Second, keep in mind that if your green card is approved while you are outside of the United States, you will need to go through a process called “consular processing” in order to receive your green card. This process can take several weeks, so it’s important to plan ahead.
Finally, remember that even if your green card is approved, you will still need to renew it every 10 years. If you plan on traveling outside of the United States for an extended period of time, make sure to renew your green card before you leave.
Renewing or Replacing a Green Card
If your Green Card is lost, stolen, or expired, you can apply for a replacement or renewal by filing Form I-90 with U.S. Citizenship and Immigration Services (USCIS). In general, you should file Form I-90 if:
– Your Green Card was issued to you more than 10 years ago and has since expired.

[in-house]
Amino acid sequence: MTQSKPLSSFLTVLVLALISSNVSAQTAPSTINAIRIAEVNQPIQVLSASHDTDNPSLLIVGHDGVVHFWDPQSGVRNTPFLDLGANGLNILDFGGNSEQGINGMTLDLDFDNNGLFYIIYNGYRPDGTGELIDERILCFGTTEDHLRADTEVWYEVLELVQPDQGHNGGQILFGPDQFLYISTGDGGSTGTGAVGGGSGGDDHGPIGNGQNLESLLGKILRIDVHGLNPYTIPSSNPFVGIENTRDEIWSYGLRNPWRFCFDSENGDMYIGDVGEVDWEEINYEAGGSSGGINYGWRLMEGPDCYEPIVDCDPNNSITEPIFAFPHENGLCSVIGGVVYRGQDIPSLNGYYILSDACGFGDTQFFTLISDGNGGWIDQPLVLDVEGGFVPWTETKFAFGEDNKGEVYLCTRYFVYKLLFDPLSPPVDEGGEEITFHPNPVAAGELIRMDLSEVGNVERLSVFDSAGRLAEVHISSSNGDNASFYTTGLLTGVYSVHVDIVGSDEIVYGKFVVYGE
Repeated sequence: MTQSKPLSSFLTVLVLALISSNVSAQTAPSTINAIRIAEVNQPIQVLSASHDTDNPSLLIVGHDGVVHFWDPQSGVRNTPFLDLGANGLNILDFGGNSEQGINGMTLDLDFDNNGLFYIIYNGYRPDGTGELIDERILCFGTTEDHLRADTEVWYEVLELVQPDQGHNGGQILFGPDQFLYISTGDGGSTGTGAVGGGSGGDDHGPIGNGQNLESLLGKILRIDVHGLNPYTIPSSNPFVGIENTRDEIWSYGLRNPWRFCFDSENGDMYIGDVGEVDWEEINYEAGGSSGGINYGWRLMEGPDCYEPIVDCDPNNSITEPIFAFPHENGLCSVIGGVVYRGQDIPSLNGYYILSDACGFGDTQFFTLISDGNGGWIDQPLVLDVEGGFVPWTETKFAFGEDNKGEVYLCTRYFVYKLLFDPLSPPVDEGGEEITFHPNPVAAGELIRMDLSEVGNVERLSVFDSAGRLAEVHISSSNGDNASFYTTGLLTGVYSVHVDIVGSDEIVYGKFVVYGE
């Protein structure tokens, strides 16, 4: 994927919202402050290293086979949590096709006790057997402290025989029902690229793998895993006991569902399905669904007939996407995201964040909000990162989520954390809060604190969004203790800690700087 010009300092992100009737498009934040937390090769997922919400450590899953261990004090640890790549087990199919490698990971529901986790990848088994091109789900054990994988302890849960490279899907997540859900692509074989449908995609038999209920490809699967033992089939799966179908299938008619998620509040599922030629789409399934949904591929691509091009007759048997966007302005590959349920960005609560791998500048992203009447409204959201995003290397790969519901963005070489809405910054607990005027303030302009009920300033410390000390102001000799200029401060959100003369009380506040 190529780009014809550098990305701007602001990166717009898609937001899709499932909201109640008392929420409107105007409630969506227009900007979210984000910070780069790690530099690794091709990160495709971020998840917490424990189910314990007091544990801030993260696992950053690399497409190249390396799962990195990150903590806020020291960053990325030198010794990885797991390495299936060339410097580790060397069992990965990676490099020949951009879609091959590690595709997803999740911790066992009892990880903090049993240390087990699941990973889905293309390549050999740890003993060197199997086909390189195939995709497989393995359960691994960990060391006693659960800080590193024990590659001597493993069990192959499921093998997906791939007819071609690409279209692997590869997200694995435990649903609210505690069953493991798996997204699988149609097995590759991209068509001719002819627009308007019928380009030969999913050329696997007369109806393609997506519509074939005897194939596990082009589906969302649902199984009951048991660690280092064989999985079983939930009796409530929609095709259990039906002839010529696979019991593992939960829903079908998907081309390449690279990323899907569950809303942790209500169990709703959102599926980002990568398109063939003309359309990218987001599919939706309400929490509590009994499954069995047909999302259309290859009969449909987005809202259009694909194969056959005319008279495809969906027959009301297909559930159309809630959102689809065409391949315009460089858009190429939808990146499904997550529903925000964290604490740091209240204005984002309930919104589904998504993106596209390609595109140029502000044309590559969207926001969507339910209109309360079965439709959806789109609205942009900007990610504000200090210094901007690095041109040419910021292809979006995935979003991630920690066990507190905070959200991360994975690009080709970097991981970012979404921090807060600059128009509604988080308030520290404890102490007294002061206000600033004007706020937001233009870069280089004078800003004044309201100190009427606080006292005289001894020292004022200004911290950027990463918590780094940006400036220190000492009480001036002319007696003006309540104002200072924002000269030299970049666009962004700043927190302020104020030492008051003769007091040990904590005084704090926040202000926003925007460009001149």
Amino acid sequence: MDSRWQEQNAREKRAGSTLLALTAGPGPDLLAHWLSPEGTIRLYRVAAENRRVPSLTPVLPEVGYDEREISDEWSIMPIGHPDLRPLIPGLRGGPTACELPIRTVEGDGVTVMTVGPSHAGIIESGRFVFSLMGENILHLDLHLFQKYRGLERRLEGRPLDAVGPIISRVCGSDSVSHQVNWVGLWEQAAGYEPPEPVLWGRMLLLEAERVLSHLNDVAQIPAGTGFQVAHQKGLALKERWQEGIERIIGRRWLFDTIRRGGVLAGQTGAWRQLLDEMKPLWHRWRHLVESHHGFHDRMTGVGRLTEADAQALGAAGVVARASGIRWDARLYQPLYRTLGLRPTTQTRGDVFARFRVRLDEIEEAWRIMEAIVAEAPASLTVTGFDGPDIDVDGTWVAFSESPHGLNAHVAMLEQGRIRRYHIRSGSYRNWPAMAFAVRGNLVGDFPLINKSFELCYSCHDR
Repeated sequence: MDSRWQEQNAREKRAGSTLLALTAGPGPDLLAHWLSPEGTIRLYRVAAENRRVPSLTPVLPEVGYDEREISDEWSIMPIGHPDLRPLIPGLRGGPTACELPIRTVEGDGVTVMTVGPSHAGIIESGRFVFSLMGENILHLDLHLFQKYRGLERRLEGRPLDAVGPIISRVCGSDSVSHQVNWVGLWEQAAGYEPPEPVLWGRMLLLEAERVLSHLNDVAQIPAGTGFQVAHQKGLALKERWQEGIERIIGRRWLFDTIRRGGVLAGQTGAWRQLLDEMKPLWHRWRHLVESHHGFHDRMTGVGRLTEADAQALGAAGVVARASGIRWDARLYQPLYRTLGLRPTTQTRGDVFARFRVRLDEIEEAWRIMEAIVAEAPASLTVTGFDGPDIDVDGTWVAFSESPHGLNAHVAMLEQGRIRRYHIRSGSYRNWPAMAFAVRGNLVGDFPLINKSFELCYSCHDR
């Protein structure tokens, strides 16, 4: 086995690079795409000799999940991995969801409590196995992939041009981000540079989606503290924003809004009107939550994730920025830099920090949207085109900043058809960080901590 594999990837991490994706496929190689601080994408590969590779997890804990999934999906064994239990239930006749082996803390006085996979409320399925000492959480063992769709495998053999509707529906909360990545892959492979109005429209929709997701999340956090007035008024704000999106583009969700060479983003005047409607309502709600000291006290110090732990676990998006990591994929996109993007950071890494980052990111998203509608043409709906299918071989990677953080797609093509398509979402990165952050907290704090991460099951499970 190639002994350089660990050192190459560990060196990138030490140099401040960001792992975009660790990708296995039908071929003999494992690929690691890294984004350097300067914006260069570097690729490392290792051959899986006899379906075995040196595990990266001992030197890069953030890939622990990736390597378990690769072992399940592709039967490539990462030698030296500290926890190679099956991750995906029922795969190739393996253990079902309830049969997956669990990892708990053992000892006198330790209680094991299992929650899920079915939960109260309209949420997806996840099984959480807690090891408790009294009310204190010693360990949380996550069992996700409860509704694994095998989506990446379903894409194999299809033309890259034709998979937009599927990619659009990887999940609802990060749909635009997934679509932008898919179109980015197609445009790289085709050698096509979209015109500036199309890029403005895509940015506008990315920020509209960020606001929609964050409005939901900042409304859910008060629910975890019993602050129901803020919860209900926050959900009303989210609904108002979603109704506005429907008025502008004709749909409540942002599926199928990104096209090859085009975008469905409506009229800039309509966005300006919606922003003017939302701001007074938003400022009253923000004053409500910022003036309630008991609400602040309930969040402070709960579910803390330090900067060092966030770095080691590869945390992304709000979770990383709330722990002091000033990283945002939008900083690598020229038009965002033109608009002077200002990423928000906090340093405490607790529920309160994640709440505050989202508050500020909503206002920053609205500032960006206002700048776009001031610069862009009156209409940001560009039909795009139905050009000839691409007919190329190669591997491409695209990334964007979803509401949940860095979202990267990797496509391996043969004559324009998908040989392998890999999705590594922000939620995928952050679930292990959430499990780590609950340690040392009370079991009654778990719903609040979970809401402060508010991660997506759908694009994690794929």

– Your Green Card was issued to you for only 2 years because you qualified as a permanent resident through asylum status or refugee status, and it has since expired.
– You were issued a conditional permanent resident Green Card (valid for 2 years), and the conditions have not been removed.
– USCIS accidentally issued you a Green Card without the proper conditions or expiration date.
– Changes were made to your name or other personal information since your last Green Card was issued and you would like these changes reflected on your new card.
What Happens if My Green Card is Lost or Stolen?
If your green card is lost or stolen, you should report the loss or theft to the U.S. Department of Homeland Security, U.S. Citizenship and Immigration Services (USCIS) immediately. You can report the loss or theft online, by mail, or by calling USCIS.